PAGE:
Wednesday, October 7, 2009

Gallium Used to Control Nanocarbon Shapes

University of Louisville Institute for Advanced Materials and Renewable Energy (IAM-RE) Director Dr. Mahendra Kumar Sunkara and Intel Process Engineer Gopinath Bhimarasetti developed a technique to synthesize, control and fine tune the morphology of tubular carbon nano structures. Their invention provides a means to control the inner and outer diameter of the tubes and provides the means of controlling the wall thickness of the tubes. Different morphologies of tubular carbon such as tubes, cones, nozzles, funnels, tapered tubes, barbells, Y-junctions and multijunction tubes, can be synthesized reliably. The technique is based on the wetting behavior of gallium with carbon in different gas phase growth environments.

The walls of the various nanocarbon shapes exhibit a very unique structure. Unlike multi-walled carbon nanotubes (MWNTs), the wall is not comprised of graphene sheets rolled into a cylinder. Instead, the wall is made of parallel sets of nanocrystals of graphite in the size range of 2-5 nanometers (nm). The internal diameters of the carbon tubular structures can be varied from a few nm to as high as about 25 microns. The wall thickness is about 10-20 nm. The carbon tubular structures can be formed open on both ends and are directly applicable to micro-fluidics.

The figure illustrates a variety of shapes created by using methane as a carbon source and gallium as the wetting agent. The University of Louisville Research Foundation, Inc. (Louisville, KY) received U.S. Patent 7,597,941 for the work.

The carbon tubular structures have use as nano fluid delivery systems, absorption and percolation medium, electronic devices such as junction diodes made of multi-junction tubular structures, lithium exchange medium in batteries, ink delivery systems for printer cartridges, and hollow funnels or nano-crucibles for metal alloy production permitting the containment and handling of very small amounts of material such as for combinatorial synthesis, and for micro-reactors for combinatorial synthesis.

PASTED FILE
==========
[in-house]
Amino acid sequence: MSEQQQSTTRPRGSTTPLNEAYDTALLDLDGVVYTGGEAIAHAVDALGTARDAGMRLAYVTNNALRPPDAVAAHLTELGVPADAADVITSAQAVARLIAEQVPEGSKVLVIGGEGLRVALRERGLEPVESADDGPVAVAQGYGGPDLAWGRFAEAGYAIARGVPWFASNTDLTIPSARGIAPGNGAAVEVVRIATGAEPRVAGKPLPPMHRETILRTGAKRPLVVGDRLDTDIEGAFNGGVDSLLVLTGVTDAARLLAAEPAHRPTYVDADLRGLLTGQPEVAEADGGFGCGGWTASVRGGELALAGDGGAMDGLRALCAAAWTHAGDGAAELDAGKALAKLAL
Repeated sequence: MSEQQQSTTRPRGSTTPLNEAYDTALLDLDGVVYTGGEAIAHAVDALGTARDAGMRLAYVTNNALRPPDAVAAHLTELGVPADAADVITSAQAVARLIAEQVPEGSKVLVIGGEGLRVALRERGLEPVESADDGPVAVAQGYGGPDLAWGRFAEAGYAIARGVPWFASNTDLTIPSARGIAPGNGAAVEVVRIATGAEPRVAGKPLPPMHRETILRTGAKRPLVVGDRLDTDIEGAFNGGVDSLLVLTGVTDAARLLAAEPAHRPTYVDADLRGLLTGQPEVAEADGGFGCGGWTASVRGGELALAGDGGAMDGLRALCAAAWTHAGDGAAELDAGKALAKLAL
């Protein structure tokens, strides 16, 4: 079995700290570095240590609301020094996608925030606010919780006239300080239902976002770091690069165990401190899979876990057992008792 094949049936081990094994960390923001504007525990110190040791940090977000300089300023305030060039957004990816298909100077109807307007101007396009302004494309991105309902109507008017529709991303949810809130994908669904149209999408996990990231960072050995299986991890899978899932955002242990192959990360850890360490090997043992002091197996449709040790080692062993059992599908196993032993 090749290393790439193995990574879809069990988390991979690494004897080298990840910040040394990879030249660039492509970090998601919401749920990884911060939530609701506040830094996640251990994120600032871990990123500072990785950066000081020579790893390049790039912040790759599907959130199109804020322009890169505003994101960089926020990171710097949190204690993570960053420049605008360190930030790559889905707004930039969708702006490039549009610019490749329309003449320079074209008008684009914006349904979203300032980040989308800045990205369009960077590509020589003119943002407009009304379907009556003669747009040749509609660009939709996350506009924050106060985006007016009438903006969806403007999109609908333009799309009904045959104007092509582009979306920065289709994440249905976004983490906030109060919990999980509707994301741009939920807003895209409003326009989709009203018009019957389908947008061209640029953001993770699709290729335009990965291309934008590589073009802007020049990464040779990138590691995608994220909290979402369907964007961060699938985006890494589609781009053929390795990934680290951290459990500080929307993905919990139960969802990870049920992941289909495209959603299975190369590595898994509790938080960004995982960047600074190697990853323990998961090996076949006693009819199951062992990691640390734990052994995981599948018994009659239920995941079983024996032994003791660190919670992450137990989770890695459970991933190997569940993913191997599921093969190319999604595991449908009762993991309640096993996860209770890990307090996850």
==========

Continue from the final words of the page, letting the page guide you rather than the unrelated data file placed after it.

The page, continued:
Furthermore, the tubular carbon nano/micro structures having tunable internal diameters and conical angles can provide flow channels, flow distribution channels, control valves/throttle valves in microfluidic devices. The materials also provide a medium for lithium intercalation electrodes, pico-liter dispensers, templates for synthesis of similar morphologies of other materials systems, micro-reactors, and nano test tubes to study fluid flow behavior and materials behavior at various length scales.

The process is based on changing the wetting behavior of a low melting metals such as gallium, indium, and aluminum with carbon using a growth environment of different gas phase chemistries. In the presence of oxygen or nitrogen, gallium wets carbon, thus forming a flatter meniscus during growth. Based on this behavior of gallium various morphologies of carbon nano-structures can be successfully controlled and synthesized. Gallium that partially fills the carbon structures can be removed from the tubes by simple heating in vacuum at temperature above C. Gallium required for the growth of the carbon tubes can be supplied either as a thin film on the substrate or could be supplied through the gas phase with different precursors such as Tri-methyl gallium.

The nanostructures can be synthesized using any kind of gas phase excitation such as microwave excitation, hot filament excitation, thermal excitation and Radio Frequency (RF) excitations. This growth concept can be extended to synthesize tubular morphologies of other material systems.

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